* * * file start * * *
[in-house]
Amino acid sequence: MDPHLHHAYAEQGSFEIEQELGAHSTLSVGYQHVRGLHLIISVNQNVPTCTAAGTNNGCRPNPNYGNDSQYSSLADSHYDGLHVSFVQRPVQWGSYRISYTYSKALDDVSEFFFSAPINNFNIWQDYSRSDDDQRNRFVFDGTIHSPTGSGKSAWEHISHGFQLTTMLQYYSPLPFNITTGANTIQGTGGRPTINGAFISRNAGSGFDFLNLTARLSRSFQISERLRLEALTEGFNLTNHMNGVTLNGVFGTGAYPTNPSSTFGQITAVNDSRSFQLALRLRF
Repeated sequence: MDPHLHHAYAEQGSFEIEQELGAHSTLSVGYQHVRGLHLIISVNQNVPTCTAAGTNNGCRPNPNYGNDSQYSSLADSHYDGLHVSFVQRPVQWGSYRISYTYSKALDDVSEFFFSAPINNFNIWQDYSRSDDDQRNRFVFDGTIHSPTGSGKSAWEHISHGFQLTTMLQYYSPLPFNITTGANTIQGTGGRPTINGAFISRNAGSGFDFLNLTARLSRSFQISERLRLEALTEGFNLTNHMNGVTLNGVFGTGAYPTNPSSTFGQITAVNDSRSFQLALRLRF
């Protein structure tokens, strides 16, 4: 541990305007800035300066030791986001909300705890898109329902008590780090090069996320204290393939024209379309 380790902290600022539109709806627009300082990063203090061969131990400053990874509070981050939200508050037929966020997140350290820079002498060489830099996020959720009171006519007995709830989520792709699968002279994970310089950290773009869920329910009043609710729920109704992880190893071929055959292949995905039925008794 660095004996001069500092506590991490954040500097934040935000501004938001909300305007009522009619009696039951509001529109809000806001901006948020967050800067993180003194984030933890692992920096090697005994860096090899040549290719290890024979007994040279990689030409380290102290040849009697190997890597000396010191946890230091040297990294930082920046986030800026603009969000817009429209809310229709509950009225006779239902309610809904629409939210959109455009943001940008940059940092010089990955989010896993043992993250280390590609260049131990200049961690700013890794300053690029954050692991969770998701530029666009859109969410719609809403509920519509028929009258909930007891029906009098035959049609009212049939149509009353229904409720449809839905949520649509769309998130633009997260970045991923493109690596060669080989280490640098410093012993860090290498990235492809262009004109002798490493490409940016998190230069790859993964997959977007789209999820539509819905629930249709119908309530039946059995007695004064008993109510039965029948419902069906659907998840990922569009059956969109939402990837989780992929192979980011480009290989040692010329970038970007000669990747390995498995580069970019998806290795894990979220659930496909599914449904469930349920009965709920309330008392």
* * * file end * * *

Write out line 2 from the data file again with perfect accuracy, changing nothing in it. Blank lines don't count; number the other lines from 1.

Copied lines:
Amino acid sequence: MDPHLHHAYAEQGSFEIEQELGAHSTLSVGYQHVRGLHLIISVNQNVPTCTAAGTNNGCRPNPNYGNDSQYSSLADSHYDGLHVSFVQRPVQWGSYRISYTYSKALDDVSEFFFSAPINNFNIWQDYSRSDDDQRNRFVFDGTIHSPTGSGKSAWEHISHGFQLTTMLQYYSPLPFNITTGANTIQGTGGRPTINGAFISRNAGSGFDFLNLTARLSRSFQISERLRLEALTEGFNLTNHMNGVTLNGVFGTGAYPTNPSSTFGQITAVNDSRSFQLALRLRF